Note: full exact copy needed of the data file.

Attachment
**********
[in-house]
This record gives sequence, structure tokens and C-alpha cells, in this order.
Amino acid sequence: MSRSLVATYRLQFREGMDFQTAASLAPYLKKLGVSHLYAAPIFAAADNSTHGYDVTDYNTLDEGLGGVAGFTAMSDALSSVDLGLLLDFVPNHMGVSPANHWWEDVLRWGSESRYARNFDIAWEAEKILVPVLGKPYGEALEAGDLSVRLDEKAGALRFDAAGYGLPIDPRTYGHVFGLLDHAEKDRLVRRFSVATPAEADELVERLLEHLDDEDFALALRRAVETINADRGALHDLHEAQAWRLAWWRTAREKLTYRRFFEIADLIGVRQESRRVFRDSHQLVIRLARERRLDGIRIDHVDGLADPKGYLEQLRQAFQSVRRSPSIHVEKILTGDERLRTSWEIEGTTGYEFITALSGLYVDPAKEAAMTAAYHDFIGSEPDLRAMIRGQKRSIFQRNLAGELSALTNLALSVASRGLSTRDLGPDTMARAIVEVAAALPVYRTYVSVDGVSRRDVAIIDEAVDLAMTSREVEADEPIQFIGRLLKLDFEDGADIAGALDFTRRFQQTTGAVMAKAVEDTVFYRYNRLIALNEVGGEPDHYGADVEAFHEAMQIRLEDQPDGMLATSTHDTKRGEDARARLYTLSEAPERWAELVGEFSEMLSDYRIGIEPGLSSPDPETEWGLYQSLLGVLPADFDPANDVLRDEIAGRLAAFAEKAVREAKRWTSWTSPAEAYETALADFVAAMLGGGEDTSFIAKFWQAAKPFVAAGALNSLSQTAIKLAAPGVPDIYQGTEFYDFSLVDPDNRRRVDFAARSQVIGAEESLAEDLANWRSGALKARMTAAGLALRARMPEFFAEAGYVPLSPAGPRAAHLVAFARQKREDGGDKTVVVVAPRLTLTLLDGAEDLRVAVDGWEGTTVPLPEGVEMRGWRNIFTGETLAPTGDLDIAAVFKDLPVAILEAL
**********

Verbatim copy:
[in-house]
This record gives sequence, structure tokens and C-alpha cells, in this order.
Amino acid sequence: MSRSLVATYRLQFREGMDFQTAASLAPYLKKLGVSHLYAAPIFAAADNSTHGYDVTDYNTLDEGLGGVAGFTAMSDALSSVDLGLLLDFVPNHMGVSPANHWWEDVLRWGSESRYARNFDIAWEAEKILVPVLGKPYGEALEAGDLSVRLDEKAGALRFDAAGYGLPIDPRTYGHVFGLLDHAEKDRLVRRFSVATPAEADELVERLLEHLDDEDFALALRRAVETINADRGALHDLHEAQAWRLAWWRTAREKLTYRRFFEIADLIGVRQESRRVFRDSHQLVIRLARERRLDGIRIDHVDGLADPKGYLEQLRQAFQSVRRSPSIHVEKILTGDERLRTSWEIEGTTGYEFITALSGLYVDPAKEAAMTAAYHDFIGSEPDLRAMIRGQKRSIFQRNLAGELSALTNLALSVASRGLSTRDLGPDTMARAIVEVAAALPVYRTYVSVDGVSRRDVAIIDEAVDLAMTSREVEADEPIQFIGRLLKLDFEDGADIAGALDFTRRFQQTTGAVMAKAVEDTVFYRYNRLIALNEVGGEPDHYGADVEAFHEAMQIRLEDQPDGMLATSTHDTKRGEDARARLYTLSEAPERWAELVGEFSEMLSDYRIGIEPGLSSPDPETEWGLYQSLLGVLPADFDPANDVLRDEIAGRLAAFAEKAVREAKRWTSWTSPAEAYETALADFVAAMLGGGEDTSFIAKFWQAAKPFVAAGALNSLSQTAIKLAAPGVPDIYQGTEFYDFSLVDPDNRRRVDFAARSQVIGAEESLAEDLANWRSGALKARMTAAGLALRARMPEFFAEAGYVPLSPAGPRAAHLVAFARQKREDGGDKTVVVVAPRLTLTLLDGAEDLRVAVDGWEGTTVPLPEGVEMRGWRNIFTGETLAPTGDLDIAAVFKDLPVAILEAL